I wanted a lightweight tripod for my Canon M3 mirrorless camera but it needed to have a few particular features:
To achieve this setup I started by purchasing some Gorillapod SLR Zoom tripod legs. On its own the SLR Zoom wouldn’t allow me to position the camera as freely as I’d like so I needed a tripod head to attach to the Gorillapod legs.
I searched for solutions and found a handful of products. JOBY, who manufacture Gorillapods, make a product called the Ballhead X which is small, lightweight and, crucially, has an Arca-Swiss fitting. However it is an expensive product and I wondered if there were cheaper alternatives. I soon found the Andoer Ball head on Amazon for £14 (as of July 2017). I was skeptical about its build quality but its price and many positive reviews swayed me. I needn’t have worried as the Andoer Ball head turned out to be fine.
Key points about the Andoer are that it has a 3/8″ screw fitting making it compatible with most tripod legs, from Gorillapods to Manfrotto, Gitzo and the like. My initial tests showed that it worked perfectly with the Gorillapod SLR Zoom legs. The 377g weight of the Andoer head added to the 190g Gorillapod SLR Zoom legs made the whole setup 567g, excluding a camera.
With the Canon M3 and 14-45mm lens attached it makes a compact setup; the ball head gives enough grip to hold the Canon M3 in any position. The head comes with a small screw-in Arca-Swiss style camera plate that works sufficiently well on a light camera such as the M3. It’s no match for an L-bracket but it’s reasonably good for the price.
Two knobs either side of the head tighten the ball to lock its position. A third smaller knob can be loosened to allow the head to turn on its base – a crucial feature for creating stitched panoramic photos. The camera clamp includes two spirit levels.
I should point out that the Andoer ball head is no match for a more expensive ball head from the likes of Really Right Stuff, Arca, etc. Its low price means that the ball isn’t machined to operate super smoothly nor hold heavy weights but that doesn’t stop it from being useful. The head has a maximum load of 8kg so there is plenty of scope for it to support a mirrorless camera or light SLR. Ergonomically, it suffers from having two knobs which must both be tightened to fix the camera in position. When using my Really Right Stuff ball head I use one hand to hold the camera while using the other to tighten the ball. To use the Andoer like this I’d need a third hand. The head doesn’t come with instructions so I’ve no idea why it has two knobs rather than one. I can only guess this setup allows for more pressure to be applied when both are tightened.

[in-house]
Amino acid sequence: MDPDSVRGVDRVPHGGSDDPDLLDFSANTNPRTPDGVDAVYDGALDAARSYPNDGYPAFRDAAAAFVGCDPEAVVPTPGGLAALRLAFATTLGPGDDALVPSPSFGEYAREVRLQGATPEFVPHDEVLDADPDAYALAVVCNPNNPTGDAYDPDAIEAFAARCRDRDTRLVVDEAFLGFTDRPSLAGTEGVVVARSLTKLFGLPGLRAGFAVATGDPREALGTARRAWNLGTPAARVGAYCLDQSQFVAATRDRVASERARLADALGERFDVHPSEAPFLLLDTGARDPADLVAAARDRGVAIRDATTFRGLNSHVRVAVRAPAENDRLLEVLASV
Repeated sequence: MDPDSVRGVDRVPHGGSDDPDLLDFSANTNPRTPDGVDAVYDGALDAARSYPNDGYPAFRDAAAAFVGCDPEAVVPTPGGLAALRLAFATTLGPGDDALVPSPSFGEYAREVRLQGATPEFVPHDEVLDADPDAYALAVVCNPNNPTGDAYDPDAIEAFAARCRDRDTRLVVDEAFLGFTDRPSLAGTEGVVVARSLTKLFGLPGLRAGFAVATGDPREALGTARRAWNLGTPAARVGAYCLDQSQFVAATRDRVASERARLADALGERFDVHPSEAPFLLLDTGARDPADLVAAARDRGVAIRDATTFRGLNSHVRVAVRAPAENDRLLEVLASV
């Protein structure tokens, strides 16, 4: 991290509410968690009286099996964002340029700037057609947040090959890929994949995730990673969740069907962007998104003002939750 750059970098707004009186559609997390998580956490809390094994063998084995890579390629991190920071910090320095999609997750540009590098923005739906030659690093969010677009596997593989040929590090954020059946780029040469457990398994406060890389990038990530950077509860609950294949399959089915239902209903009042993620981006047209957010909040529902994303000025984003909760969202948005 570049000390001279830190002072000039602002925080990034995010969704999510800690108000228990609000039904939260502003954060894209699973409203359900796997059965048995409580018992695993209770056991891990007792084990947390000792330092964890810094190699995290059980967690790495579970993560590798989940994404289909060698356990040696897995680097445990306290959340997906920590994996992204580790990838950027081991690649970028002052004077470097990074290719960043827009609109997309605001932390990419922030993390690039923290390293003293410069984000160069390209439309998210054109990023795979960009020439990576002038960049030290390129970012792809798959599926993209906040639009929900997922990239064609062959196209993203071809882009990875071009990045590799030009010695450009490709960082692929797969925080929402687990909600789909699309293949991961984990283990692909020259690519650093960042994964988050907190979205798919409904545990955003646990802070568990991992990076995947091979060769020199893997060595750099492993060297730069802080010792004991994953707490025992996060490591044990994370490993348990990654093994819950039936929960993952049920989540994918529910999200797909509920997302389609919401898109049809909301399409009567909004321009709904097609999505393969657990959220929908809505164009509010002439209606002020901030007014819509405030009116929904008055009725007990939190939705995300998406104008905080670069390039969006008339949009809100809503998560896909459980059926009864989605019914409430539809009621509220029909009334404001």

How would the head fare with a heavier camera attached? I thought I’d try it by attaching my Nikon D800 fitted with a 24-70mm lens which weighs about 2kg in total. There was no point in testing this using the Gorillapod legs as they would collapse under the load. Instead, attaching the Andoer head to my Gitzo tripod legs gave a suitably stable base. I found this setup to be workable though only as a last resort. The double knob setup is hard work and while the head holds the camera in position it doesn’t have as much grip as I’d like. Each time I set the camera in position, when I removed my hands and let the ball head take the weight the camera slipped down a fraction. This isn’t good if you want to precisely position the camera.
Criticisms aside, for this price the head is a bargain. I would be very happy using it with a light SLR or mirrorless camera. If paired with a sturdy set of legs it would make a fine tripod setup, though the weight rating of 8kg is rather optimistic!
Note, the Andoer head also appears to be on sale under the Beike brand. As far as I can tell they’re exactly the same products.